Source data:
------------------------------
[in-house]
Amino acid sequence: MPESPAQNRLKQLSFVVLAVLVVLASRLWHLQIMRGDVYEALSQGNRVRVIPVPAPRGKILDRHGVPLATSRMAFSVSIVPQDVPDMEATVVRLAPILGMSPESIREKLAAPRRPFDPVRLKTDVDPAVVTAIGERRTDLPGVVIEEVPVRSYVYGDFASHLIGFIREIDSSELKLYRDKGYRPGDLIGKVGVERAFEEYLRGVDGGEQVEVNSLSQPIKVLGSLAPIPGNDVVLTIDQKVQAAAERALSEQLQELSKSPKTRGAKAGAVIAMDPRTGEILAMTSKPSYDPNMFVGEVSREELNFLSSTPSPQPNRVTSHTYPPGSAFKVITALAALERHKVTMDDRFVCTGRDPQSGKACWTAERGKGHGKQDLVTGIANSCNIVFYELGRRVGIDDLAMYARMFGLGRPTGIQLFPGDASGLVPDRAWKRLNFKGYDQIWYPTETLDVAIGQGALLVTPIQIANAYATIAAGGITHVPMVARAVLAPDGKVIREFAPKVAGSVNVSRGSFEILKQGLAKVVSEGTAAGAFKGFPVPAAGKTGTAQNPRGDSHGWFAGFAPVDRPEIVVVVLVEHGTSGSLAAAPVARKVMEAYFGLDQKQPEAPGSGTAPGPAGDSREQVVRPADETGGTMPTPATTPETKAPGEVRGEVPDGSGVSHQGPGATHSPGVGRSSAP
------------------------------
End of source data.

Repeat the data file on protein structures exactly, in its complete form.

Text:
[in-house]
Amino acid sequence: MPESPAQNRLKQLSFVVLAVLVVLASRLWHLQIMRGDVYEALSQGNRVRVIPVPAPRGKILDRHGVPLATSRMAFSVSIVPQDVPDMEATVVRLAPILGMSPESIREKLAAPRRPFDPVRLKTDVDPAVVTAIGERRTDLPGVVIEEVPVRSYVYGDFASHLIGFIREIDSSELKLYRDKGYRPGDLIGKVGVERAFEEYLRGVDGGEQVEVNSLSQPIKVLGSLAPIPGNDVVLTIDQKVQAAAERALSEQLQELSKSPKTRGAKAGAVIAMDPRTGEILAMTSKPSYDPNMFVGEVSREELNFLSSTPSPQPNRVTSHTYPPGSAFKVITALAALERHKVTMDDRFVCTGRDPQSGKACWTAERGKGHGKQDLVTGIANSCNIVFYELGRRVGIDDLAMYARMFGLGRPTGIQLFPGDASGLVPDRAWKRLNFKGYDQIWYPTETLDVAIGQGALLVTPIQIANAYATIAAGGITHVPMVARAVLAPDGKVIREFAPKVAGSVNVSRGSFEILKQGLAKVVSEGTAAGAFKGFPVPAAGKTGTAQNPRGDSHGWFAGFAPVDRPEIVVVVLVEHGTSGSLAAAPVARKVMEAYFGLDQKQPEAPGSGTAPGPAGDSREQVVRPADETGGTMPTPATTPETKAPGEVRGEVPDGSGVSHQGPGATHSPGVGRSSAP